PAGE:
Further, basis Action Plan 1, the scope of business connection has been expanded to bring the business undertaken through digital mode within its ambit. Thus, in case of a non-resident having significant economic presence, the same shall constitute business connection in India Significant economic presence has been defined to include transaction in respect of any goods, services or property carried out by a non-resident in India including provision of download of data or software in India if the aggregate payment exceeds the prescribed amount. Significant economic presence shall also include systematic and continuous soliciting of its business activities or engaging in interacting with prescribed number of users in India through digital means.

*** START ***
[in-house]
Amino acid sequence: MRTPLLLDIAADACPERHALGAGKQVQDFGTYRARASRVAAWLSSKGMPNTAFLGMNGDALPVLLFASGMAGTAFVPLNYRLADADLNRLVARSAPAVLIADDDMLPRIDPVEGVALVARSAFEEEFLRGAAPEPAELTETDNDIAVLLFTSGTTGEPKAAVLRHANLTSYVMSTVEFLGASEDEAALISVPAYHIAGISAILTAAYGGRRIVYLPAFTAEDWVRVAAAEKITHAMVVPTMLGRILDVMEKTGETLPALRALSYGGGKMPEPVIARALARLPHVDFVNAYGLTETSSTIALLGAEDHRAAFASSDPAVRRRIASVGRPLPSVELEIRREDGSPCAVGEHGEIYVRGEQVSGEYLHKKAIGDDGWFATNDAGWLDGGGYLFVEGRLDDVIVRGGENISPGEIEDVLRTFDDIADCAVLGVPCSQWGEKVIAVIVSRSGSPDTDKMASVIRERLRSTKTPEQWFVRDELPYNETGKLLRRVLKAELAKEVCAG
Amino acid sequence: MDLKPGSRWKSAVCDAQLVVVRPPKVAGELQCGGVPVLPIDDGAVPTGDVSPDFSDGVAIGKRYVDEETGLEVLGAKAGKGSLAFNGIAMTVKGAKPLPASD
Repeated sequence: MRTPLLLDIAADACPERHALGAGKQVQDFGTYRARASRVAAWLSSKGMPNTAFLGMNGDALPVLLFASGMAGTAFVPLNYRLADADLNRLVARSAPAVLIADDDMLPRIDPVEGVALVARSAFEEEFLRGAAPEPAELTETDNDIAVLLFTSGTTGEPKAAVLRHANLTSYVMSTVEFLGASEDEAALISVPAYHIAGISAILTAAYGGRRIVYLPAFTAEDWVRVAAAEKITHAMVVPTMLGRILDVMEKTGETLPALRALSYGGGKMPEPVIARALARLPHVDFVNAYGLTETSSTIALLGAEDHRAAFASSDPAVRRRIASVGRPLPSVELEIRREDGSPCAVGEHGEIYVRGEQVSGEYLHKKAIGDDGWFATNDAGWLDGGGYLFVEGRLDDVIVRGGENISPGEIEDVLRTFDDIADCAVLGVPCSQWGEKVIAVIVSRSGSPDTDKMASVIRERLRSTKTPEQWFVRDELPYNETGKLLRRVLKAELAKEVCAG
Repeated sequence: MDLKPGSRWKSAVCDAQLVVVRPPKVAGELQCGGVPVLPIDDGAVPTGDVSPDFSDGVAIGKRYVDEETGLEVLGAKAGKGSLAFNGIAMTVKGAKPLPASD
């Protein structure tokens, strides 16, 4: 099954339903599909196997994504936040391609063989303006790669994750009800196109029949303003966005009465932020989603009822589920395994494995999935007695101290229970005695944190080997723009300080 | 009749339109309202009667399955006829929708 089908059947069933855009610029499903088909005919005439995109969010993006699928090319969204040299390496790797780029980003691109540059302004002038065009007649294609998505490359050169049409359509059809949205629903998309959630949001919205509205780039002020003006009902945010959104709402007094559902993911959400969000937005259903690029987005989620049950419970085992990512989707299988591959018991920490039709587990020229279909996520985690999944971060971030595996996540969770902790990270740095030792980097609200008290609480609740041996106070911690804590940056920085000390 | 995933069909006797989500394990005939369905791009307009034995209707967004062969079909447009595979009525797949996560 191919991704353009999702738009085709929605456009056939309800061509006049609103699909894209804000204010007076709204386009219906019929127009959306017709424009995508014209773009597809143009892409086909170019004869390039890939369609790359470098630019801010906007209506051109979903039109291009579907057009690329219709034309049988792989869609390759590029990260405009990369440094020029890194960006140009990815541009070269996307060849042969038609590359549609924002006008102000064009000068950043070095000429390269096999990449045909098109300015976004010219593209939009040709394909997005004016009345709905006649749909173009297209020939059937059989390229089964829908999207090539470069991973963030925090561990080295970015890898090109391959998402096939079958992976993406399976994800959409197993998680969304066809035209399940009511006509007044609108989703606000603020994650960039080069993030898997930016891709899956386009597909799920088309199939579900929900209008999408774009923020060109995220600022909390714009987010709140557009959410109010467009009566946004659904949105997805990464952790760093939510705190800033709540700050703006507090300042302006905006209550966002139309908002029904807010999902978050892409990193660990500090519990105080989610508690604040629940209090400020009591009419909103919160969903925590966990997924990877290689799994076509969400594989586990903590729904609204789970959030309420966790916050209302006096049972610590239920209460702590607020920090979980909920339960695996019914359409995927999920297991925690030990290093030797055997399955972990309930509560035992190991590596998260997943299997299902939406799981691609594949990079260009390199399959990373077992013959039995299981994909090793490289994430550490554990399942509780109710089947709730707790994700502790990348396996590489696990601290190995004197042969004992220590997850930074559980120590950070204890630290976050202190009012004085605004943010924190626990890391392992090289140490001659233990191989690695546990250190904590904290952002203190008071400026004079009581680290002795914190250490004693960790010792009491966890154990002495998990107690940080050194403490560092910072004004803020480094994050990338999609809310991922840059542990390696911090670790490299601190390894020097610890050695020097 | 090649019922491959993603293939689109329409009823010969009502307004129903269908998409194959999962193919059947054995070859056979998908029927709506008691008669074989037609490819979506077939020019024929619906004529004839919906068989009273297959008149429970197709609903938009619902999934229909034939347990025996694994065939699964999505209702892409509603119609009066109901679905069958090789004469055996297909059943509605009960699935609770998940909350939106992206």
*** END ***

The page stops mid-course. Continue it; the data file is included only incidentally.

India has also introduced thin cap rules discussed above in accordance with BEPS Action Plan 4.

    In view of BEPS Action Plan 7: Preventing artificial avoidance of Permanent Establishment status, provision for dependent agent PE under the IT Act have been expanded to include agents habitually playing principal role leading to conclusion of contracts by that non-resident.

    As per BEPS Action Plan 13, India has made it mandatory for companies crossing specified threshold to file Country by Country Report and Master File for international group reporting.

  12. In your view, how has BEPS impacted on the government’s tax policies?

    India has introduced slew of restrictive measure under the IT Act with a view of prevent BEPS by the entities within the international group. This has resulted in tax authorities scrutinizing transaction to ensure that there is no BEPS.